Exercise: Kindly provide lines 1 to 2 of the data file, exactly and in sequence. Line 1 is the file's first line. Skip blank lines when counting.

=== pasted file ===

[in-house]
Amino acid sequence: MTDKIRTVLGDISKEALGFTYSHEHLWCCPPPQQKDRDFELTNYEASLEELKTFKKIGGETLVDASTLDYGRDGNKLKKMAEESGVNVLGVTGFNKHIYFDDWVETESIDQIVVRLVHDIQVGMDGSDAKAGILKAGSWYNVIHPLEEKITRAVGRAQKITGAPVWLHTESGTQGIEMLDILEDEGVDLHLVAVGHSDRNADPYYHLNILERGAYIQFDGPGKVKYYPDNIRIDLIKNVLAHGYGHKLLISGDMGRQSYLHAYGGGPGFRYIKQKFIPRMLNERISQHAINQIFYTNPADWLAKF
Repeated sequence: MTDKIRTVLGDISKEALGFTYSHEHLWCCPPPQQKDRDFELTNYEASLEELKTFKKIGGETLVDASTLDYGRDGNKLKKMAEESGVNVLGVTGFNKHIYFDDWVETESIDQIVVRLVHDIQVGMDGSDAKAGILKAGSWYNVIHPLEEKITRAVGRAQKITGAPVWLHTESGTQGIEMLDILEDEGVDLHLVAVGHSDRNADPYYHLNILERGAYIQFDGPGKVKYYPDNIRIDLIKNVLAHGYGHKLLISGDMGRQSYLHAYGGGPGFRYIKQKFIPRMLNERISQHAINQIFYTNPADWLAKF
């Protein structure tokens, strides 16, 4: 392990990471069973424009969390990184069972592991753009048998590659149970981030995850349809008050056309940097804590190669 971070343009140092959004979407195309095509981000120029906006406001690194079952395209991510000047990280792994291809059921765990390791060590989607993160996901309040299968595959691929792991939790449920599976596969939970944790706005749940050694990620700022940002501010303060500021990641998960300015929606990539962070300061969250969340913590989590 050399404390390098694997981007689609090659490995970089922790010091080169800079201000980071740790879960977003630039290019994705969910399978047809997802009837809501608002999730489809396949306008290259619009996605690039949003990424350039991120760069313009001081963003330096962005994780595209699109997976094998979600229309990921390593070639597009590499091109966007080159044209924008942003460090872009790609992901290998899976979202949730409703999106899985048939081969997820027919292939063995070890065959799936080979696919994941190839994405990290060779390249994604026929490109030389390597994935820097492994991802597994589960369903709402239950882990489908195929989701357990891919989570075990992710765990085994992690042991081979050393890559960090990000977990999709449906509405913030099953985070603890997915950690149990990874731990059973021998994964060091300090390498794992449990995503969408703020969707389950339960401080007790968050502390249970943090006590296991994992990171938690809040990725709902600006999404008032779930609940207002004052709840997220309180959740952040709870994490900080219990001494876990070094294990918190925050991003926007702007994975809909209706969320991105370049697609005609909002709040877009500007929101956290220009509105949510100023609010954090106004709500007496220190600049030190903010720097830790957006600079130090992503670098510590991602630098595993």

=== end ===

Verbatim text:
[in-house]
Amino acid sequence: MTDKIRTVLGDISKEALGFTYSHEHLWCCPPPQQKDRDFELTNYEASLEELKTFKKIGGETLVDASTLDYGRDGNKLKKMAEESGVNVLGVTGFNKHIYFDDWVETESIDQIVVRLVHDIQVGMDGSDAKAGILKAGSWYNVIHPLEEKITRAVGRAQKITGAPVWLHTESGTQGIEMLDILEDEGVDLHLVAVGHSDRNADPYYHLNILERGAYIQFDGPGKVKYYPDNIRIDLIKNVLAHGYGHKLLISGDMGRQSYLHAYGGGPGFRYIKQKFIPRMLNERISQHAINQIFYTNPADWLAKF